Docker Powered .NET Integration Tests With TestContainers

Last Update: June 24, 2024
.NET Integration Tests With TestContainers
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Want to accelerate your software development your company?

It has become a prerequisite for companies to develop custom software products to stay competitive.

Have you ever wondered how to smooth-running your .Net integration tests using Docker?

Imagine the efficiency of running your tests within isolated containers, ensuring consistent environments every time. This revolutionary approach is now possible with Docker Powered .Net Integration Tests using TestContainers.

Integration test confirms that the api call to business logic to database everything is working according to our needs. It is a test with real data.

Often people use in-memory databases. But an in-memory database can not provide all the functionality of a real database. That’s why we can’t claim it serves the purpose of a real database.


Use the development database, that’s it.

Then why are you reading this blog? Let’s find it out…

Problem with the Development Database for Integration Tests

  • We have to clean up the database every time manually to get a fresh state.
  • That may cause development problems.
  • Time consuming, slows the testing process.
  • Unreliable test outcome
  • Variable environment testing & many more…

Solve these Problems with Test Containers

It spins up a database container while running the tests. When the tests are finished it will be automatically disposed of.

We will programmatically control the container creation and deletion. Once we are done with the setup we are free to write our tests without worrying about the database stuff.

  • Every time we will get a fresh database
  • So no need for cleaning
    No touching of the development database
  • We are providing a real database so tests are very reliable.
  • We can change the database image any time to provide a variable environment.

We will see a demo with .Net8 and xUnit. I have taken a simple .Net8 web api project and a xUnit test project. The api project simulates a simple relationship among company, employee and bonus

Packages Used in this Demo

I will focus on the xUnit test project. Here are the packages we need to install.

  • Microsoft.AspNetCore.Mvc.Testing
  • Testcontainers.MsSql
  • Shouldly

Microsoft.AspNetCore.Mvc.Testing package provides an in-memory test server to run our .Net api for testing, dependency injection support, setup host environment etc.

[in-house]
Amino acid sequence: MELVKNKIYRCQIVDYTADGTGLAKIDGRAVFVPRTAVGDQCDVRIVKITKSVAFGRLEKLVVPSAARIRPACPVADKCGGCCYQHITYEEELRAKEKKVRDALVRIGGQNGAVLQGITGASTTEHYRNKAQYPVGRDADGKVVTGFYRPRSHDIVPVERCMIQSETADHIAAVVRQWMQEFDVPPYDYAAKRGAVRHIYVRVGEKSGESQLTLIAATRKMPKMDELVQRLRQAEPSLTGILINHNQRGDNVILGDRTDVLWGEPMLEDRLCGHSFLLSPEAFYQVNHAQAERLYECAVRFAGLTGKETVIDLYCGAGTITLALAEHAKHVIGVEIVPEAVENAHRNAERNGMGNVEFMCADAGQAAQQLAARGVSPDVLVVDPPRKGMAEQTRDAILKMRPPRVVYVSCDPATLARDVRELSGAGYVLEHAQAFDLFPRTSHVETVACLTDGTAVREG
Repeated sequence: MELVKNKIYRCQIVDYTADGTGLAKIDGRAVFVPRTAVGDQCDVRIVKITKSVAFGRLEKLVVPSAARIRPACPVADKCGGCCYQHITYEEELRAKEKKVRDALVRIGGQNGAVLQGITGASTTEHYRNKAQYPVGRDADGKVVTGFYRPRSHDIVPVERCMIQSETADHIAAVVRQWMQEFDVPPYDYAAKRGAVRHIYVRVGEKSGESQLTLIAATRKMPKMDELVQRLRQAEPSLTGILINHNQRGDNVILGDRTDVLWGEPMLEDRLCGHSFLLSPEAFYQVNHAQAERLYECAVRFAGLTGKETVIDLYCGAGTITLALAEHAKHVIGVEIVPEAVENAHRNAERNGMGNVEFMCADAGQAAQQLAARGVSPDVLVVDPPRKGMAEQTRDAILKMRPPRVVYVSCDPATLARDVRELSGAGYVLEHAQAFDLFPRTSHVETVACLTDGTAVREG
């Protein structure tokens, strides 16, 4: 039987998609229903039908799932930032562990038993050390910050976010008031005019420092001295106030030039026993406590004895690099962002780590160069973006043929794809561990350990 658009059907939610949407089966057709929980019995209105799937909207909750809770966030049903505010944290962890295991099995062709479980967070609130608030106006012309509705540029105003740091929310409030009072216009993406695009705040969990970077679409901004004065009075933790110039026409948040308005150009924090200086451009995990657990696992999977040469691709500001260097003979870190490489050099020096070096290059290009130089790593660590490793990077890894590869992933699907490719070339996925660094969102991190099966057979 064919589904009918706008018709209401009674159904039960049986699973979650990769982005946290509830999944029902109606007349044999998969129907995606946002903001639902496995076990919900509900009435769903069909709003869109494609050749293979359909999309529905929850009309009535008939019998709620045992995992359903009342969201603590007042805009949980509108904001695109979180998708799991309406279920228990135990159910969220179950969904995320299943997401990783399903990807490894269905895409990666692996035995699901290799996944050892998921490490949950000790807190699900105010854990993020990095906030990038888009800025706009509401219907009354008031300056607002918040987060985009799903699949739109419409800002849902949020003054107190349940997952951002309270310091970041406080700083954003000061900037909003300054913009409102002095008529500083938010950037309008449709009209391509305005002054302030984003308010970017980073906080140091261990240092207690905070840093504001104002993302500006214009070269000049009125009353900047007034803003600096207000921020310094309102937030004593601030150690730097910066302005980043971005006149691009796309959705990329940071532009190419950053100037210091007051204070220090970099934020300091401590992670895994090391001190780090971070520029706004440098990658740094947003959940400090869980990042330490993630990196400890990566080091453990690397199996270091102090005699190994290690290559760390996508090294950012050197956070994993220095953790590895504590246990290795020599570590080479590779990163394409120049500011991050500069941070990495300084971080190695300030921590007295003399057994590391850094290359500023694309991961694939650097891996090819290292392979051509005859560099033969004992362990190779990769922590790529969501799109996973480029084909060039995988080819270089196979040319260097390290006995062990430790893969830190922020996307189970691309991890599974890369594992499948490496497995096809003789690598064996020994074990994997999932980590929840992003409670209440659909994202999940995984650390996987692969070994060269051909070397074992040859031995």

Testcontainers.MsSql will give us the docker container builder for Microsoft SqlServer database.

Shouldly is a nice assertion package.

What are the Prerequisites?

  • .Net 8 SDK
  • Docker (Install docker in linux or docker desktop for windows.)

Code Example:

					public class TestEnvironmentWebApplicationFactory 
    : WebApplicationFactory<Program>, IAsyncLifetime
    private readonly MsSqlContainer _container = new MsSqlBuilder()

    protected override void ConfigureWebHost(IWebHostBuilder builder)
        builder.ConfigureTestServices(services =>
            var dbContextServiceDescriptor = services.SingleOrDefault(s => 
                    s.ServiceType == typeof(DbContextOptions<ApplicationDbContext>));

            if (dbContextServiceDescriptor is not null)
                // Remove the actual dbcontext registration.

            // Register dbcontext with container connection string
            services.AddDbContext<ApplicationDbContext>(options =>
                string containerConnectionString = _container.GetConnectionString();

    public async Task InitializeAsync()
        await _container.StartAsync();

    async Task IAsyncLifetime.DisposeAsync()
        await _container.StopAsync();


This class inherits the WebApplicationFactory<Program> which is provided by Microsoft.AspNetCore.Mvc.Testing package to create an in-memory test server of our api.

Here the Program class is from the Api project. Since we inherit it we can override the ConfigureWebHost method. While the application instance is started to build, all services will be registered from the Program class. When the app.Build() method is called, our custom WebApplicationFactory’s ConfigureWebHost method will be invoked.

So now we can remove the previous database registration and provide our container’s one. We can get the connection string from the container instance.

This class also implements the IAsyncLifetime interface provided by xUnit. Which gives us two important methods InitializeAsync and DisposeAsync. Using these two methods we can start and stop our container.

					public abstract class BaseIntegrationTest 
    : IClassFixture<TestEnvironmentWebApplicationFactory>, IDisposable